Community Sector Funding Adjournment

07 September 2009

This evening I rise to acknowledge the impact of the global financial crisis on the community sector and the important role that these organisations are playing in supporting the community through this crisis. At times of economic downturn these organisations face even greater demands on their services and often with fewer resources.

Last week, I had the good fortune to talk to a range of organisations supporting people and communities affected by the crisis. I would like to thank Parliamentary Secretary Senator Ursula Stephens for coming to Western Australia to talk to these organisations and, indeed, the Prime Minister, who also visited WA and the Western Australian Council of Social Services. These organisations spoke to the parliamentary secretary, the Prime Minister and me about how much more difficult it is in the current economic climate to reach their goals. They have to work much harder now for every dollar raised and they are often simply not able to raise as much money as they could prior to the downturn. They are receiving less money in corporate and individual donations, and fewer people are attending fundraising events. The Barnett Liberal state government has also slashed community grant funding. All of this will take its toll on front line community services supporting those in need.

Demand for services is growing, particularly as many Australians face the difficulties that come with a reduction in hours or the loss of employment. The loss of employment brings with it not only financial difficulties but also feelings of disempowerment, which can result in significant psychological distress.

However, I am pleased to note that the Rudd government’s stimulus package takes account of the pressure on the community sector caused by the downturn. The Jobs Fund has a significant component designed to support the third sector in its vital work of helping people through this crisis. One component of this is the $11 million that is being provided through the temporary financial assistance grants program under the Getting Communities Working stream of the Jobs Fund. This fund is being used to support the important work of Western Australian community organisations and charities. They are getting $1.3 million from this fund. The organisations accessing this funding represent diverse sectors of the WA NGO sector servicing diverse parts of the Western Australian community sector.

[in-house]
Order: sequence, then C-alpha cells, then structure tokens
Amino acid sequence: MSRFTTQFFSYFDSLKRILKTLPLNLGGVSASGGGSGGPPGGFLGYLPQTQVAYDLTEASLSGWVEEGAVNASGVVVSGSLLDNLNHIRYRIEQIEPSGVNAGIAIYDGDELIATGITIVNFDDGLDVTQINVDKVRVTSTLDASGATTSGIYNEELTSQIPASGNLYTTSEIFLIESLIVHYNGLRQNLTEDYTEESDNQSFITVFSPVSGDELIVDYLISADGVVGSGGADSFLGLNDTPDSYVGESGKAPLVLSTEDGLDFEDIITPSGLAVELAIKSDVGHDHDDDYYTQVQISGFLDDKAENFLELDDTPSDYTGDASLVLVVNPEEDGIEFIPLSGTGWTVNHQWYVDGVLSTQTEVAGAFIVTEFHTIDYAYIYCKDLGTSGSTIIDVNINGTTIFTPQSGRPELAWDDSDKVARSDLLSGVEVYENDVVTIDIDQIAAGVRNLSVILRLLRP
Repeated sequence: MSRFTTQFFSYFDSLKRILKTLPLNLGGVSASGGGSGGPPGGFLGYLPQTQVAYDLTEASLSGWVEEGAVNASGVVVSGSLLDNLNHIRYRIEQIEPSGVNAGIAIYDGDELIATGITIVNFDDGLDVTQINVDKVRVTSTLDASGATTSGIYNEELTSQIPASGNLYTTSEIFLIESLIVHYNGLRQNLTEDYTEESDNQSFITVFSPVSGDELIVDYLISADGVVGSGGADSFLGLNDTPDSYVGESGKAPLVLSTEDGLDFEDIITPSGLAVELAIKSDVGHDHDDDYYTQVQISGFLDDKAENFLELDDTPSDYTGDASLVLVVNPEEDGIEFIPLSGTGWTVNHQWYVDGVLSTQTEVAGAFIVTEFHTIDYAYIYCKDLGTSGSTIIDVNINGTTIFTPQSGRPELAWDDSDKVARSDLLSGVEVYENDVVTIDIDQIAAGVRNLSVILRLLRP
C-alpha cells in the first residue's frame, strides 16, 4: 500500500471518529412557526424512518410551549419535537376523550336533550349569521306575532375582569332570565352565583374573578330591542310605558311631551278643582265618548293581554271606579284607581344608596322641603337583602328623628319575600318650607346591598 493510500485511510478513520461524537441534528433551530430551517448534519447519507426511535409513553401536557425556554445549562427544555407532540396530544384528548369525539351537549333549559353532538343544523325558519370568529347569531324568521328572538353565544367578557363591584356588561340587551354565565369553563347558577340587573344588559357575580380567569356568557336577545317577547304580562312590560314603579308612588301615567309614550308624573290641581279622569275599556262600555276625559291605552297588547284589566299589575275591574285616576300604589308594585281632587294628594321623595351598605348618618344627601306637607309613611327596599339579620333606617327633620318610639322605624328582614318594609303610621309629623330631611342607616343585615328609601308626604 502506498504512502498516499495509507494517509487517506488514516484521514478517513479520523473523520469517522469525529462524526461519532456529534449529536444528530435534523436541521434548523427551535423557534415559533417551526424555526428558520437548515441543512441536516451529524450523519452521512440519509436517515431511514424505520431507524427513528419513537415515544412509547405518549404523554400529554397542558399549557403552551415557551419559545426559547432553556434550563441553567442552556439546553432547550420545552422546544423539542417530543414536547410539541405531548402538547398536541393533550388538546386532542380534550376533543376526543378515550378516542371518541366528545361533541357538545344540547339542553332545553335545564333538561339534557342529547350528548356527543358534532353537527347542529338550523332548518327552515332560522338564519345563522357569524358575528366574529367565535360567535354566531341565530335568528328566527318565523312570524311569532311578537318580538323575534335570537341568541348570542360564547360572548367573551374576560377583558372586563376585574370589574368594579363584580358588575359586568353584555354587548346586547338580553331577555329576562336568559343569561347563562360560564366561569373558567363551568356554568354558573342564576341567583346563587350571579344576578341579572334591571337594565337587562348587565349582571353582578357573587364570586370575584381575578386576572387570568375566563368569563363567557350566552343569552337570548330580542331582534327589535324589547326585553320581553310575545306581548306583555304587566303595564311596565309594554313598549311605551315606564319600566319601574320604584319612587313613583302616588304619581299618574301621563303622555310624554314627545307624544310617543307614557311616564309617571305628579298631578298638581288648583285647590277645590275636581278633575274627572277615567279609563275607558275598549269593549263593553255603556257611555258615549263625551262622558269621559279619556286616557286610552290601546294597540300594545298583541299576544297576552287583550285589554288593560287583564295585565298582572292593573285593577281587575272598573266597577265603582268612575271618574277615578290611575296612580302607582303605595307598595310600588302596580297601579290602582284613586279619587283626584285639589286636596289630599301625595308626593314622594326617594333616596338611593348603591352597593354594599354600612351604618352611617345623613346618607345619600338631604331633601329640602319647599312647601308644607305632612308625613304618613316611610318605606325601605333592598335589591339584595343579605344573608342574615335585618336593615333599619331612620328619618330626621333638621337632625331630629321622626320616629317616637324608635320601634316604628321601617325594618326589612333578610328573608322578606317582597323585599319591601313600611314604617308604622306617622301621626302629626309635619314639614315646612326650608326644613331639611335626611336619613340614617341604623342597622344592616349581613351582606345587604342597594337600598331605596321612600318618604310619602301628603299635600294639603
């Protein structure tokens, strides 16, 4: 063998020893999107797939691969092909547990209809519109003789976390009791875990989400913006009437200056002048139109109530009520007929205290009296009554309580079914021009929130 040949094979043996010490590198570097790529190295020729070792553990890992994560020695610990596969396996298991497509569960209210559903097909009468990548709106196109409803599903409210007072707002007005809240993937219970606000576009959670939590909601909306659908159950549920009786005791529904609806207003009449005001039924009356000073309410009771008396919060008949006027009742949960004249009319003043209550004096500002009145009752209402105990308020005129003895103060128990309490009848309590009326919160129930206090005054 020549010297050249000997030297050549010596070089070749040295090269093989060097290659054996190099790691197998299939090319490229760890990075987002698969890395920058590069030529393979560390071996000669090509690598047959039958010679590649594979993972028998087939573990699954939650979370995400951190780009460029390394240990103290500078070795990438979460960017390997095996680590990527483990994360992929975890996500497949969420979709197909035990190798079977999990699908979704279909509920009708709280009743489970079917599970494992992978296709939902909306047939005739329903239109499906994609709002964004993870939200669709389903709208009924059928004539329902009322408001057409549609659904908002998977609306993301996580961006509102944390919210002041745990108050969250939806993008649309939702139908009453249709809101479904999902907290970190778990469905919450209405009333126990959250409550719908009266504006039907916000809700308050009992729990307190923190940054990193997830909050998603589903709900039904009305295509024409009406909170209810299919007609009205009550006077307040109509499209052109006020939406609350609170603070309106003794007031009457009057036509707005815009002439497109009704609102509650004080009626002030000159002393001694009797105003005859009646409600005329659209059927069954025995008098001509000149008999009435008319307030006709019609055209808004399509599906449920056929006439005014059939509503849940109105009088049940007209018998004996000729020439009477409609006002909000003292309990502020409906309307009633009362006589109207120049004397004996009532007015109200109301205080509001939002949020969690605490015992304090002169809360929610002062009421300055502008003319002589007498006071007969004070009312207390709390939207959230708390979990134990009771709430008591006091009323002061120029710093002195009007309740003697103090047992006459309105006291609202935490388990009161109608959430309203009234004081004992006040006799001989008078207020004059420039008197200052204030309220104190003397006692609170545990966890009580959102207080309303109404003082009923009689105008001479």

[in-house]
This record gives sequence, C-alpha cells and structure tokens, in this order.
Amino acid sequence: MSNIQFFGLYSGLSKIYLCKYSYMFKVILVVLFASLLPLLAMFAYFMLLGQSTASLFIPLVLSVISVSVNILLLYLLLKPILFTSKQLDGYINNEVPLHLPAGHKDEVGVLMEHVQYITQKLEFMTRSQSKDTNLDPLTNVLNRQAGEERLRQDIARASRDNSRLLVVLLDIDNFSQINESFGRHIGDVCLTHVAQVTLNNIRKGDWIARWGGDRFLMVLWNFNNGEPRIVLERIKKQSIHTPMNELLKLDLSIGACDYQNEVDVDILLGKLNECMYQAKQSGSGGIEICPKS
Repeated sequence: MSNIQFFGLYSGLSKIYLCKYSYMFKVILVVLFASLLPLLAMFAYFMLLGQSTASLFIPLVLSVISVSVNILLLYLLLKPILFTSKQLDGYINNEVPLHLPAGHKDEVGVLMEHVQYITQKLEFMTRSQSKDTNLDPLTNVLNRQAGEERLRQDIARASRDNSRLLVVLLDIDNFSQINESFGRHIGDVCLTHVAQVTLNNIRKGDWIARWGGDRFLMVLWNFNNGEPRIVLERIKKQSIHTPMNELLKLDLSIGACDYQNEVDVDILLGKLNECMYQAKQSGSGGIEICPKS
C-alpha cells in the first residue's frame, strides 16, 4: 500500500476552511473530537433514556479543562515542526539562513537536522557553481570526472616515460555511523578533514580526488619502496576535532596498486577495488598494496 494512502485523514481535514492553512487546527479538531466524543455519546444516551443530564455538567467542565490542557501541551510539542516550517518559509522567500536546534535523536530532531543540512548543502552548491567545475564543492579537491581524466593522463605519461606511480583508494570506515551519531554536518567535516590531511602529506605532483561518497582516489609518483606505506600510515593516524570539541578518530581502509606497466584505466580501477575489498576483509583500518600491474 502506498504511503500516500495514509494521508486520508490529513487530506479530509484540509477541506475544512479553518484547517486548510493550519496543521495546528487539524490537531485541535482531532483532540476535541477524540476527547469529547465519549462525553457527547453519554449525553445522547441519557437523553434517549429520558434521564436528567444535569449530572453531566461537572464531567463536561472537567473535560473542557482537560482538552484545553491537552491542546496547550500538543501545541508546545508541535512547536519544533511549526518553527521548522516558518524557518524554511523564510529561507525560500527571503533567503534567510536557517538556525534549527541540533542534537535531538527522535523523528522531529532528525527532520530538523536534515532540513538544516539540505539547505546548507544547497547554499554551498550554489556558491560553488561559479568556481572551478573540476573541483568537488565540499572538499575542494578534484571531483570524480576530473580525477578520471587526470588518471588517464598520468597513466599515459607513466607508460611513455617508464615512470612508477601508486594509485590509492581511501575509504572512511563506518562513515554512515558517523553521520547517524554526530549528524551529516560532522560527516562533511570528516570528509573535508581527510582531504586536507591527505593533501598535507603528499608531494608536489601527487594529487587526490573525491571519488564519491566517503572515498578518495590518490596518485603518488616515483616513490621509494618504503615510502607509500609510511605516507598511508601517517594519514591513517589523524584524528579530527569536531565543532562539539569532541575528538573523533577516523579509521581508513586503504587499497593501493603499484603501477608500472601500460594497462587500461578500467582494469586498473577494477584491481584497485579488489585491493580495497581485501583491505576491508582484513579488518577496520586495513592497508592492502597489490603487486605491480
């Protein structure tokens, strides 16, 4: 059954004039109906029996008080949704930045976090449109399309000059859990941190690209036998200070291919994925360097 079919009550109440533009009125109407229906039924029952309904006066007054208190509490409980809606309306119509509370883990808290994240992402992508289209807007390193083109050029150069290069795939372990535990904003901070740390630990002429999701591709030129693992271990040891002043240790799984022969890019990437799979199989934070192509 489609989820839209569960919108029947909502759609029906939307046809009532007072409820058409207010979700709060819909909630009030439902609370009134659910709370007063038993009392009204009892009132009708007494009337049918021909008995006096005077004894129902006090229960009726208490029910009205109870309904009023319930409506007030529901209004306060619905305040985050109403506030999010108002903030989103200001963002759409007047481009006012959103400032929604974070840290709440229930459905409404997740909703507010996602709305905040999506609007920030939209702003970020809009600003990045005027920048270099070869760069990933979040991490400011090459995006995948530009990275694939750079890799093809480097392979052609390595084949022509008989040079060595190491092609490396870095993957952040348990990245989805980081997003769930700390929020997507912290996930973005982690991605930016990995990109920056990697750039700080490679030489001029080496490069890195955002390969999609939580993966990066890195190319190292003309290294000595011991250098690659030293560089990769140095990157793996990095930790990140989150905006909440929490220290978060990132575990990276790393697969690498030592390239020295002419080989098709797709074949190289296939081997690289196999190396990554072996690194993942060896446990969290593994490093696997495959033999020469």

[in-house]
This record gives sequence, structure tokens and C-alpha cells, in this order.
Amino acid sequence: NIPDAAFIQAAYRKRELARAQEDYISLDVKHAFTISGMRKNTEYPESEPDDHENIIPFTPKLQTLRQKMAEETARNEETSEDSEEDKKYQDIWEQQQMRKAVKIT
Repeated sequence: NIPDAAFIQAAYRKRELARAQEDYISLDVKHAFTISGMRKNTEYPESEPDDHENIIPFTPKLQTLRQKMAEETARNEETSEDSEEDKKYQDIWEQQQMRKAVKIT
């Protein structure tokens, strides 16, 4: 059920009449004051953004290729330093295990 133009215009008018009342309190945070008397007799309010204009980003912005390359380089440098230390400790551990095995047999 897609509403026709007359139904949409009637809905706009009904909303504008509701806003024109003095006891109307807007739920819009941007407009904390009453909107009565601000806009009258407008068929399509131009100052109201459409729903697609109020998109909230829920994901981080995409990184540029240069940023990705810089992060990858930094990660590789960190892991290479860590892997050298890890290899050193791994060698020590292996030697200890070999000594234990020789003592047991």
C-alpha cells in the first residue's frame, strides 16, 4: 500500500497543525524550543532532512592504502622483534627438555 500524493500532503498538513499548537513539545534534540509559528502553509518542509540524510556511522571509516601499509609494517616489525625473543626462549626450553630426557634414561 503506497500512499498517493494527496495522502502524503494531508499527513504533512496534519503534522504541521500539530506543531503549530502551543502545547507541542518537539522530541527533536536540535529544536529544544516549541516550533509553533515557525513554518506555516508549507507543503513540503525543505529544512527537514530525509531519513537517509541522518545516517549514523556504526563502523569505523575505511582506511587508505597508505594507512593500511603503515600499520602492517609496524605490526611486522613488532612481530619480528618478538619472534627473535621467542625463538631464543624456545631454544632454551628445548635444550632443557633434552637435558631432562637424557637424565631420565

I had the opportunity last week to talk to the Western Australian Association for the Blind, who told me how these funds would be used to support four positions within the association that will help others to gain and maintain employment in the wider community. One of the exciting ways the association does this is through adapting everyday software for use by people who are vision impaired. You can see that such small investments can do much to help build and support employment.

Youth Focus, another organisation, are using their funds to support their youth counselling service. Youth Focus provides this vital service to Western Australians with mental health issues, including those suffering from depression and who are at risk of self harm. Youth Focus, to their credit—they work incredibly hard to achieve this—get 90 per cent of their funding from non-government sources, but it is money that has been harder to find since the downturn. The funding for Youth Focus enables them to maintain these important services—services that are needed now more than ever as youth unemployment rates have risen making it harder for young people to find their way in the adult world. Support for these services is part of the Rudd government’s commitment to ensuring that a new generation of Australians is not locked out of a productive and rewarding place in our society because of an economic downturn over which they have no control.